Liberty

Sermon Summary for Sunday, July 2nd, 2017 | Respectfully Submitted by Brenda Worley

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“We hold these truths to be self-evident, that all men are created equal, that they are endowed by their Creator with certain unalienable Rights, that among these are Life, Liberty and the pursuit of Happiness.”  Declaration of Independence

On this Sunday before Independence Day we were blessed to have The Reverend Joe Herring with us as our celebrant.  It was a big day with patriotic music, a sermon focused on liberty and equality, and a festive picnic following the 11:00 Eucharist.

Father Joe opened his sermon by quoting the above from the Declaration of Independence.  This was penned by Thomas Jefferson who was the principal author of this historic document which is sometimes referred to as “American Scripture.”  Father Joe posed the question…what would Thomas Jefferson say if he saw us now?   Though this document promises us equality under the law, people are different.  Inequalities exist due to race, religion, wealth and class. 

John Locke tells us that primitive man was happy until they began to bump into one another.  With the differences in cultures of the numerous tribes, the need for government and representation by that government became clear.  We are a nation of immigrants and differing characteristics are inevitable.  Government is necessary to prevent the descent into chaos.  It functions to prevent the rights of a few trumping the rights of us all.

For one to construct architecture that will stand the test of time, there must be tension.  For example, bracing is important in earthquake resistant buildings because it helps keep a structure standing.  Depending on the forces, one brace may be in tension while the other is slack. It helps make buildings sturdier and more likely to withstand lateral forces.  Liberty and equality stand in tension with each other.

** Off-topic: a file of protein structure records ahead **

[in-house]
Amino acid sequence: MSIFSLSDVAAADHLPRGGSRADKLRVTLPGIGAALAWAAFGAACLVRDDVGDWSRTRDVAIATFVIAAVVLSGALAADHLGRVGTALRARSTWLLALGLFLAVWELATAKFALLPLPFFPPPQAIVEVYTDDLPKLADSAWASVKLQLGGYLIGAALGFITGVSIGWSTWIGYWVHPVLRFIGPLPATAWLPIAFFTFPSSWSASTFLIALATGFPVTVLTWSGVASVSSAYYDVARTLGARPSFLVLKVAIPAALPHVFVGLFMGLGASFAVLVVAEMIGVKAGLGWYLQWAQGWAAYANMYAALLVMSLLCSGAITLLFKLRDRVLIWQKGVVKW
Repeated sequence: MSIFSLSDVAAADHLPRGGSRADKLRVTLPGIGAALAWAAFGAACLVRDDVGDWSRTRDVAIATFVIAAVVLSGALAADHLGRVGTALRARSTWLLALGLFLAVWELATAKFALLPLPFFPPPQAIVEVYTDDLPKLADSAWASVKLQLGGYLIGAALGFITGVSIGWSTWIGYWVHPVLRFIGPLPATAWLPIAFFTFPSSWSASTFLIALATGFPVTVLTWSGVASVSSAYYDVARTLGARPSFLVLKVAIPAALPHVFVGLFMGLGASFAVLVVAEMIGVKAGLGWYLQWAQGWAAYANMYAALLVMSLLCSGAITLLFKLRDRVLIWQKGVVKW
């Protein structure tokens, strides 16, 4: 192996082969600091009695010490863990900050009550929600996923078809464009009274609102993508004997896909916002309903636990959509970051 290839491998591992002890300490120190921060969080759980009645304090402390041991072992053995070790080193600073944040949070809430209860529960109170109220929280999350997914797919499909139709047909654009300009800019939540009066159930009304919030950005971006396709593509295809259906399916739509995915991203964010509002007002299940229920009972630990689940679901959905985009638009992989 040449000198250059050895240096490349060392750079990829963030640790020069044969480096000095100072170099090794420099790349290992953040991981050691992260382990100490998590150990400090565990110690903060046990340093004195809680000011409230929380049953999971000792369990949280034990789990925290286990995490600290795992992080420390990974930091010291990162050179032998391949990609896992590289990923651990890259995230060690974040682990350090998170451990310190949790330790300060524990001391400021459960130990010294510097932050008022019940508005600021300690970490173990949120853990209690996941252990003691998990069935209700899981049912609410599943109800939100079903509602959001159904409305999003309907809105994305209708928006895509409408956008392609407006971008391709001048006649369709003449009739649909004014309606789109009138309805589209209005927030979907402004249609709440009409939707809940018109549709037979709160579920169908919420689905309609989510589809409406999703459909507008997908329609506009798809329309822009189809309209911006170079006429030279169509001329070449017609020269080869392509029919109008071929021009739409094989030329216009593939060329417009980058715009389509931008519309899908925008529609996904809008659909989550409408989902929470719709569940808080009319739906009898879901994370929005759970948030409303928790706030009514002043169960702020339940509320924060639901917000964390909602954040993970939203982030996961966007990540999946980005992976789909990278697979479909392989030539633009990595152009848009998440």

"Equality” can mean equal mate­rial goods and income, equal social status, and equal general success and “happiness” in life. Or, it can mean equality before the law, which is in a different and higher category, and without which liberty would be precarious. However, there is no necessary connection between equality before the law and equal property, power, and so forth. Equal­ity before the law is the “natural” state in a political society, but equality of goods and social life in general is “unnatural,” and would take a great amount of regulation and coercion to achieve and sustain.  James Brovard

The regulation referred to above threatens liberty, so there must be a balance between the two ideals.

Where is God in all of this?  After all, the Creator is referenced in the Declaration!  All these gifts come from God and we must be careful that our pursuits do not hinder the rights of others.  We must treat others with respect and compassion even if they are different.  Doing this, we can reach the perfect balance between liberty and equality assuring all of us our unalienable rights.